• I'm not sure about Georgia law (and any local laws that may apply), but usually they can't charge you the entire duration of rent if you aren't there. Two months is standard, but they can only do that if it is worded correctly in the contract. Particularly if someone is still in the unit paying the full amount, you can take them to court for getting paid twice for the same service. A court would likely only penalize you by charging you rent until the unit was filled again. – Taejang Jun 17 '15 at 13:11
  • In a co-lease, either party can break the lease and leave. Your roommate is free to renegotiate another lease after you have left (and if a friend, he/she should be understanding of your leaving). Don't antagonize your roommate! He/she is an important witness for your side if it ends up in court/arbitration, not to mention friendship in general. – Taejang Jun 17 '15 at 13:14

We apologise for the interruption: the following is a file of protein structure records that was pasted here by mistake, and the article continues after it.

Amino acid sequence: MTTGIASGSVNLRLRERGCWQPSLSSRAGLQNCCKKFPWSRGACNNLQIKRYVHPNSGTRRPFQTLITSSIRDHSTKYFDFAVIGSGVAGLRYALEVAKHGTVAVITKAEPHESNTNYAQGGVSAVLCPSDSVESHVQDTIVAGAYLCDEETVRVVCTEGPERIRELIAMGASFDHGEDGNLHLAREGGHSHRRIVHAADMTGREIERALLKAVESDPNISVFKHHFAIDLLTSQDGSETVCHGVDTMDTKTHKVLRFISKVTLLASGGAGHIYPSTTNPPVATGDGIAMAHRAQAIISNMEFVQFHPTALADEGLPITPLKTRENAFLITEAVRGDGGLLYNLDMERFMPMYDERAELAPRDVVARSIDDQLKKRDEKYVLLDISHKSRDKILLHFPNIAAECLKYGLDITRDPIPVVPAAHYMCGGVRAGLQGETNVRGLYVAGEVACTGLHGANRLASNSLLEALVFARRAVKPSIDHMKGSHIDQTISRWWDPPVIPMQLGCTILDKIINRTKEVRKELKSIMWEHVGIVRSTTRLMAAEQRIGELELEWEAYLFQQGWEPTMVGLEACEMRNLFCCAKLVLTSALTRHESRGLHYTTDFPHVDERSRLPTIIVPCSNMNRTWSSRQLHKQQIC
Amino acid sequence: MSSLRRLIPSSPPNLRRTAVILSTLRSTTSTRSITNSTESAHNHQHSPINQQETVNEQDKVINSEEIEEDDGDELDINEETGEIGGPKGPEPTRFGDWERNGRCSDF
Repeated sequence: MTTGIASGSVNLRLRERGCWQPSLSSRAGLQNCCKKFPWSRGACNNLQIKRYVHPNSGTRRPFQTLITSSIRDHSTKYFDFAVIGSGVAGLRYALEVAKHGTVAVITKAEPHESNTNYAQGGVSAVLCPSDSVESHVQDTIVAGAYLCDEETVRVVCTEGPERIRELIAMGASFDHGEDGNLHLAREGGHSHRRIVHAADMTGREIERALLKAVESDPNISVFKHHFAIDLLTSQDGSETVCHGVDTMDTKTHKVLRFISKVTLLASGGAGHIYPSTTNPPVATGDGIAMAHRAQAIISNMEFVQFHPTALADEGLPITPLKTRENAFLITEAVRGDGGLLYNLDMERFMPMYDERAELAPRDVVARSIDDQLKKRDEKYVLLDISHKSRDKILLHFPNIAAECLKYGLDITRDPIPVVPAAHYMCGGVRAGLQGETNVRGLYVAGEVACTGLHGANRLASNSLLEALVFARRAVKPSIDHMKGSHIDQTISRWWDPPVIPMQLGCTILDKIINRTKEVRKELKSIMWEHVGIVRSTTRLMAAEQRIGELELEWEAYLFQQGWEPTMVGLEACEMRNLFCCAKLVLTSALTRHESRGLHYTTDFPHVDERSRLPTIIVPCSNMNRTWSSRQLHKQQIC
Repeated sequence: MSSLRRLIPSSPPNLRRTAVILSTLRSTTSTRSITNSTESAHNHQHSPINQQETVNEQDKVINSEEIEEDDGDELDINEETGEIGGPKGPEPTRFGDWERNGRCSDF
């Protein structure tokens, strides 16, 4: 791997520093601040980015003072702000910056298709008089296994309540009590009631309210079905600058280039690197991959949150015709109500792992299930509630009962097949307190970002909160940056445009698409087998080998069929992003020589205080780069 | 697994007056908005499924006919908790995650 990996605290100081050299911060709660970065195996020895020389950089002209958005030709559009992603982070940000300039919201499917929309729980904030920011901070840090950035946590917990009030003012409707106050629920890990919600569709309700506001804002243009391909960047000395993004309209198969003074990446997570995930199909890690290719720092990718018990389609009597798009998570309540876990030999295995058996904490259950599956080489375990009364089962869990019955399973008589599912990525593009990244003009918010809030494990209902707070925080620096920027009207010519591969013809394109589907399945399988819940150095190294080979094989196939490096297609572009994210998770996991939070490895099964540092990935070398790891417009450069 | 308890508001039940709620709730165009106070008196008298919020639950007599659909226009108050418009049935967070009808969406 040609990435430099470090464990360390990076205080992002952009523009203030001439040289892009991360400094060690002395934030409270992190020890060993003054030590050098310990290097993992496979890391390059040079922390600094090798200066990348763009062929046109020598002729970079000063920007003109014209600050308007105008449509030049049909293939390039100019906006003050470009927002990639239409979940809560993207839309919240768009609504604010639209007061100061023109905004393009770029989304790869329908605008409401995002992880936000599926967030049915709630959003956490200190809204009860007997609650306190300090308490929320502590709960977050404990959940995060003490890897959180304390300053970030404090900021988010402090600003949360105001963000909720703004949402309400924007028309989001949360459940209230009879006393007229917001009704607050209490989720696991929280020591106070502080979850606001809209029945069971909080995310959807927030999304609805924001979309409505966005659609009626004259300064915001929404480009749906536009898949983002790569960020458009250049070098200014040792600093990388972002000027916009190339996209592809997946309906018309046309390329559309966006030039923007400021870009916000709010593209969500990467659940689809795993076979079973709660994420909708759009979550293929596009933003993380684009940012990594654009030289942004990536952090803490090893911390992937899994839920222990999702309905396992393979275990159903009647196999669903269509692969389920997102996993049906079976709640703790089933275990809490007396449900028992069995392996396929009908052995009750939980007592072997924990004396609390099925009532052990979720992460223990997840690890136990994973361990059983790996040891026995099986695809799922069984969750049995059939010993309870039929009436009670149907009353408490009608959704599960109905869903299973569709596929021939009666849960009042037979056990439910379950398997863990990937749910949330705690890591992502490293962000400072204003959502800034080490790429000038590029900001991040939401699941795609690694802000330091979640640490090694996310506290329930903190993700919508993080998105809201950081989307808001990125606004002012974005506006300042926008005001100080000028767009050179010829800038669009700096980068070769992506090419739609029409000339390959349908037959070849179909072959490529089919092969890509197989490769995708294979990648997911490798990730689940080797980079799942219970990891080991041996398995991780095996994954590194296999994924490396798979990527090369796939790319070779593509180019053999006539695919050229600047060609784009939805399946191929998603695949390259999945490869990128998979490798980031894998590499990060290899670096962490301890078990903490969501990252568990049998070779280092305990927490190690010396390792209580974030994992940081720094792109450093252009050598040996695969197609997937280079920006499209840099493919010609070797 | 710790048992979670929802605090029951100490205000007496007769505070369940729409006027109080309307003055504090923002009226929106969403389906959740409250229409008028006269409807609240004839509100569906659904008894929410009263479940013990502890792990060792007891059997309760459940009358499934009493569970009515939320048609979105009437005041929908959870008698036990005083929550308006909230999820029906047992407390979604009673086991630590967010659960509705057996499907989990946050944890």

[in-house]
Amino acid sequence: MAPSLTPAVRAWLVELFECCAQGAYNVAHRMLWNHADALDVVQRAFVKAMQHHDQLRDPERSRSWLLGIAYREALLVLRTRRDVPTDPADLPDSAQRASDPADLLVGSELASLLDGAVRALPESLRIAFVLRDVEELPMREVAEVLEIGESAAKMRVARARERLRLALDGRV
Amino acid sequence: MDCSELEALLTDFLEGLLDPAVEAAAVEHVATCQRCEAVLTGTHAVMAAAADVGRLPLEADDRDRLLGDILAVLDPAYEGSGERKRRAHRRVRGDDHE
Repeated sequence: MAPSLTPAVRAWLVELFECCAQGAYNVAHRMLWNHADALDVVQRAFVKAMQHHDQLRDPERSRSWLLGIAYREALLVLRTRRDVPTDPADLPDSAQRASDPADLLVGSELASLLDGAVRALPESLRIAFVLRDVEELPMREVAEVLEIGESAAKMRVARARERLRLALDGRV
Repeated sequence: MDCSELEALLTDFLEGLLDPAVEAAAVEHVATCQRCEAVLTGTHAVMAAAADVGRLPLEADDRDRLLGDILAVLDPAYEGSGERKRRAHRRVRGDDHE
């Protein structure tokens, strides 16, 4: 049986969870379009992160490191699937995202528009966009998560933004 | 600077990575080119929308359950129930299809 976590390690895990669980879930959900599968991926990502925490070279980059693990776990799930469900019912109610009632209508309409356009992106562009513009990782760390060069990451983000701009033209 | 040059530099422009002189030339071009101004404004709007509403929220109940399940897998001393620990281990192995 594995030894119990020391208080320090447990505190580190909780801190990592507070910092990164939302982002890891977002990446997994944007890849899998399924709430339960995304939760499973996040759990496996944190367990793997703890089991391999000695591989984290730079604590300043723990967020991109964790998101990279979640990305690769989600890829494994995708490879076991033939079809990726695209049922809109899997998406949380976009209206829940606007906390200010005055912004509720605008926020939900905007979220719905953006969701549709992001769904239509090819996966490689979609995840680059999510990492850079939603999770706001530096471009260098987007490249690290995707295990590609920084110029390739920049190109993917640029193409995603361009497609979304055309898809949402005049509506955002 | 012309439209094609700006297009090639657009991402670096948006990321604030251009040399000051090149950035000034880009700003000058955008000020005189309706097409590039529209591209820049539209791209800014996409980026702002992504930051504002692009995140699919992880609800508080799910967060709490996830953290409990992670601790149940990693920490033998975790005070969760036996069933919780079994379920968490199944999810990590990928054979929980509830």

• This is valuable input. I have one reservation, however: When I talked with the leasing office, I was told that both parties of the co-lease have to agree to break the lease. – Wuschelbeutel Kartoffelhuhn Jun 17 '15 at 21:05
  • @WuschelbeutelKartoffelhuhn Oh? That is interesting. That falls outside of my knowledge; you may want to see if that is actually true or not. If the leasing office you speak of is connected to the apartment, read your lease for details. If it isn't in the lease (or a document referred to in the lease), it isn't true unless it is a law. You may need to check with someone aware of local laws on that one. – Taejang Jun 17 '15 at 21:18